Trolling Motor Battery Guide

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trolling motor battery guide

Learning About Trolling Motor Batteries

When it comes to picking out a trolling motor battery (ie. a deep cycle battery), you’re going to want to do your research because they are definitely not a “one-size-fits-all” product. An angler with a new fishing kayak does not need the same trolling motor battery as someone with a high-powered bass boat.  Yes, they both need deep cycle marine batteries that accommodate a continuous draw of power from the trolling motor and/or fish finder, but there are more specs to dig into that will vary depending on the specific fishing application.  And that is exactly what we’re going to do here – I’ll go over some of the basic specs of a trolling motor battery so that you can figure out which are the best battery options for you to consider.

Let’s use a hypothetical trolling motor battery here as an example – say you buy a trolling motor battery that lists the following specs: “12-volt battery, Marine, R.C. Minutes: 180, Marine Cranking Amps: 840, Cold Cranking Amps: 675.”  These are all numbers to be aware of so we’ll break things down one by one.

Trolling Motor Battery Specs

First, the R.C. minutes – this stands for reserve capacity.  This is the number of minutes it takes to run the battery from a completely full charge to totally empty with a 25 amp draw.  In easy to understand terms, this means that if you’re using some electrical product that requires 25 amps to run, and your trolling motor battery is rated at 180 R.C. Minutes, then you can run it for 180 minutes (ie. 3 hours).  For comparison, a 40lb trust trolling motor on full speed usually runs around 42 amps continuous draw.  So, looking at our hypothetical battery above with 180 R.C. miutes, you would be run such a trolling motor for about 2 hours. 25 -> 42amps  = 68% increase in amps.  68% decrease in time from 180 minutes -> 122 minutes = about 2 hours.  Now remember, this means you could only troll for 2 hours continuously, but if you’re starting and stopping and not relying on your trolling motor the whole time, then the charge may be able to last you the whole day.  Some folks have reported that using a 30lb thrust trolling motor on about half speed uses around 25 amps.  A trolling motor of this size could definitely move a 12 or 14ft jon boat pretty well, but may not be enough for a bigger motor/boat.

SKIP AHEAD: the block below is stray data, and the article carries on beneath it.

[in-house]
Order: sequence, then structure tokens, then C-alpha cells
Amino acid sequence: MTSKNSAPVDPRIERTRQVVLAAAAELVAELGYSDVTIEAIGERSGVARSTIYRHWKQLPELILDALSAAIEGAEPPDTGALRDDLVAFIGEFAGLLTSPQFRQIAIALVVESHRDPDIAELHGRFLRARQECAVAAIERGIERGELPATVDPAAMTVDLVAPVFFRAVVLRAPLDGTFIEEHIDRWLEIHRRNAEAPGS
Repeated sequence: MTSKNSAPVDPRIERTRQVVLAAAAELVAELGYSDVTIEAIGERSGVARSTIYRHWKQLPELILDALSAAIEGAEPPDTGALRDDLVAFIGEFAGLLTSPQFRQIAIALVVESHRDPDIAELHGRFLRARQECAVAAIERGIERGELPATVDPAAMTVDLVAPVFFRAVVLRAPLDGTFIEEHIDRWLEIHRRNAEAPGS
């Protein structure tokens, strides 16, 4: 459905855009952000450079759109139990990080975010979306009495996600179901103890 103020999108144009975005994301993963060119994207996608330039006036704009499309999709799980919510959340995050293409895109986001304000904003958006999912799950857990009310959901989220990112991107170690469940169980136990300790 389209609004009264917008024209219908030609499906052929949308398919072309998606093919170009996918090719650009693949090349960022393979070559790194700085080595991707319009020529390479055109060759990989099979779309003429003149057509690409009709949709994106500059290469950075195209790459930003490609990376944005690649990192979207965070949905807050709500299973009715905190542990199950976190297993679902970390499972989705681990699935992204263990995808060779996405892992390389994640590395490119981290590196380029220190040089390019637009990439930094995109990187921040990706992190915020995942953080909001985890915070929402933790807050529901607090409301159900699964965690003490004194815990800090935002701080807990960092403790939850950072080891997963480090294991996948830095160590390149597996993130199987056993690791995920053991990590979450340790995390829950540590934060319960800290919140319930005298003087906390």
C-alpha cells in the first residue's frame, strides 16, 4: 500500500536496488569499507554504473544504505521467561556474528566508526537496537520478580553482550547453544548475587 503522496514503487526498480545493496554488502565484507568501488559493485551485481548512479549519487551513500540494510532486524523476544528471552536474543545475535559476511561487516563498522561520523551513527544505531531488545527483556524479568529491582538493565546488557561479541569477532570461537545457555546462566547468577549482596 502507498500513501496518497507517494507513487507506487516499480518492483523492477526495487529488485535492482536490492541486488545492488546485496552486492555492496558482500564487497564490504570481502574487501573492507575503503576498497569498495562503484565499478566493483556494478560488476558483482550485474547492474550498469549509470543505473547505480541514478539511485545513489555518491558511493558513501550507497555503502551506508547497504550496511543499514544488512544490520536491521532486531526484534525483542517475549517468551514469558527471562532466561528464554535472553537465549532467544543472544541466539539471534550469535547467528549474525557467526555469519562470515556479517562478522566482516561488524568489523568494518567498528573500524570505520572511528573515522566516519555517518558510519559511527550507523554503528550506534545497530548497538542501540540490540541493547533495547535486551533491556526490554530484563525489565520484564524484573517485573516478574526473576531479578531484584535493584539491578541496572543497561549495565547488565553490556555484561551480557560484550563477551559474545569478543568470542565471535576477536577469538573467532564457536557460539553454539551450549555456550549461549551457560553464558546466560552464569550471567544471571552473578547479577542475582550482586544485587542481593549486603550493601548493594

Next, let’s look at the cranking amps: Marine Cranking Amps and Cold Cranking Amps.  In simple terms, these numbers refer to the amount of amps that the battery can put out in a 30 second burst.  So if you have a gas-powered motor that requires 800 amps to start, then our hypothetical battery with 840 marine cranking amps should be able to get the job done.  So take a look at the specs on your motor and make sure you match your marine battery appropriately.  The Cold Cranking Amps is a number that is less important – unless you are fishing in colder areas, in which case it can be very important.  It basically refers to the same thing as marine cranking amps, but is usually about a third lower.  This is because it is calculated at 0 degrees F instead on 32 degrees F.  Definitely a consideration if fishing up north for early spring panfish, etc.

How to prolong the life of your trolling motor battery

Many people say that a trolling motor battery will last about 2 years – but if properly stored, you can get 3 or even 4 years out of even a cheaper battery used more than 20 times per year.  What’s the secret? Listen up…What you want to do is as soon as you finish fishing for the day, you need to charge your trolling motor battery right away!  This is a habit you should get into before putting your gear away for the day.  Just make it a part of your routine and it will become second nature.  If you don’t, then sulphates will build up in the battery and cause corrosion.  This means your battery will hold less of a charge and ultimately won’t last as long.

There is a lot of great info out there if you know where to look.  Minnkota Motors has some excellent material to help you out as well that you can find here.

And if you are a kayak fisherman, be sure to check out the Youtube video below!

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